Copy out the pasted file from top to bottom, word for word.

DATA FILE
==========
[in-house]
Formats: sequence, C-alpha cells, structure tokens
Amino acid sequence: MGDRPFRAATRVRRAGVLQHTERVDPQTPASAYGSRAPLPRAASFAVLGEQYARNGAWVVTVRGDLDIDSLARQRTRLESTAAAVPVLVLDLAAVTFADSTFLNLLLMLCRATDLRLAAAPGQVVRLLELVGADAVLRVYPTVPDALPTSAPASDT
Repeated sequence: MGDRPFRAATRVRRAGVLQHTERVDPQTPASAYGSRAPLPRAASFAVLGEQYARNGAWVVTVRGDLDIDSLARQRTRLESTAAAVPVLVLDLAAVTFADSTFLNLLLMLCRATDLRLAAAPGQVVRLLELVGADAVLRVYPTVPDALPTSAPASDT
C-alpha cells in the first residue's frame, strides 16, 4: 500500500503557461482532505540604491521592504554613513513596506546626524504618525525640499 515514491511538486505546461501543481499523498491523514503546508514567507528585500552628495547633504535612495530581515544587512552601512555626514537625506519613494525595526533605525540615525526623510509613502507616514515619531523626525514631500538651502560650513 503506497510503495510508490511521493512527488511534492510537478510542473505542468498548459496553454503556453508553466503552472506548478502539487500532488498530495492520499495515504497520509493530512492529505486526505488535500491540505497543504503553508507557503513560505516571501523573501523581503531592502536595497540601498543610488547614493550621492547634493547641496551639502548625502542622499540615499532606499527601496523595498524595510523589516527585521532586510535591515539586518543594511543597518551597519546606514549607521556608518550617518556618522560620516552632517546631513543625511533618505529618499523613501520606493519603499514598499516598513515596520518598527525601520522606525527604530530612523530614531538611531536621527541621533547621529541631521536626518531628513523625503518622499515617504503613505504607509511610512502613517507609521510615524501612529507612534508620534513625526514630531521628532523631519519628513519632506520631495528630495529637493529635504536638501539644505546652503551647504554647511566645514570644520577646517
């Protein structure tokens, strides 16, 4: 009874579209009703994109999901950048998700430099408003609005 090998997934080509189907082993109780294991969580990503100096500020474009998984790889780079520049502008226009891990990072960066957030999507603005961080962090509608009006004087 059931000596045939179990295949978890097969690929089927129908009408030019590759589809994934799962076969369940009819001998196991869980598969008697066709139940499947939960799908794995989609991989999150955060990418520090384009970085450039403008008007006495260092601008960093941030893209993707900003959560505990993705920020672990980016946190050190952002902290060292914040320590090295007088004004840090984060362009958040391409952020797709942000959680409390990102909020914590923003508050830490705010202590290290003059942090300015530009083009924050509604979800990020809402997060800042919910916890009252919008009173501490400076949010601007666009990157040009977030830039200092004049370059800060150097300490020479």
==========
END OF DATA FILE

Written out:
[in-house]
Formats: sequence, C-alpha cells, structure tokens
Amino acid sequence: MGDRPFRAATRVRRAGVLQHTERVDPQTPASAYGSRAPLPRAASFAVLGEQYARNGAWVVTVRGDLDIDSLARQRTRLESTAAAVPVLVLDLAAVTFADSTFLNLLLMLCRATDLRLAAAPGQVVRLLELVGADAVLRVYPTVPDALPTSAPASDT
Repeated sequence: MGDRPFRAATRVRRAGVLQHTERVDPQTPASAYGSRAPLPRAASFAVLGEQYARNGAWVVTVRGDLDIDSLARQRTRLESTAAAVPVLVLDLAAVTFADSTFLNLLLMLCRATDLRLAAAPGQVVRLLELVGADAVLRVYPTVPDALPTSAPASDT
C-alpha cells in the first residue's frame, strides 16, 4: 500500500503557461482532505540604491521592504554613513513596506546626524504618525525640499 515514491511538486505546461501543481499523498491523514503546508514567507528585500552628495547633504535612495530581515544587512552601512555626514537625506519613494525595526533605525540615525526623510509613502507616514515619531523626525514631500538651502560650513 503506497510503495510508490511521493512527488511534492510537478510542473505542468498548459496553454503556453508553466503552472506548478502539487500532488498530495492520499495515504497520509493530512492529505486526505488535500491540505497543504503553508507557503513560505516571501523573501523581503531592502536595497540601498543610488547614493550621492547634493547641496551639502548625502542622499540615499532606499527601496523595498524595510523589516527585521532586510535591515539586518543594511543597518551597519546606514549607521556608518550617518556618522560620516552632517546631513543625511533618505529618499523613501520606493519603499514598499516598513515596520518598527525601520522606525527604530530612523530614531538611531536621527541621533547621529541631521536626518531628513523625503518622499515617504503613505504607509511610512502613517507609521510615524501612529507612534508620534513625526514630531521628532523631519519628513519632506520631495528630495529637493529635504536638501539644505546652503551647504554647511566645514570644520577646517
């Protein structure tokens, strides 16, 4: 009874579209009703994109999901950048998700430099408003609005 090998997934080509189907082993109780294991969580990503100096500020474009998984790889780079520049502008226009891990990072960066957030999507603005961080962090509608009006004087 059931000596045939179990295949978890097969690929089927129908009408030019590759589809994934799962076969369940009819001998196991869980598969008697066709139940499947939960799908794995989609991989999150955060990418520090384009970085450039403008008007006495260092601008960093941030893209993707900003959560505990993705920020672990980016946190050190952002902290060292914040320590090295007088004004840090984060362009958040391409952020797709942000959680409390990102909020914590923003508050830490705010202590290290003059942090300015530009083009924050509604979800990020809402997060800042919910916890009252919008009173501490400076949010601007666009990157040009977030830039200092004049370059800060150097300490020479």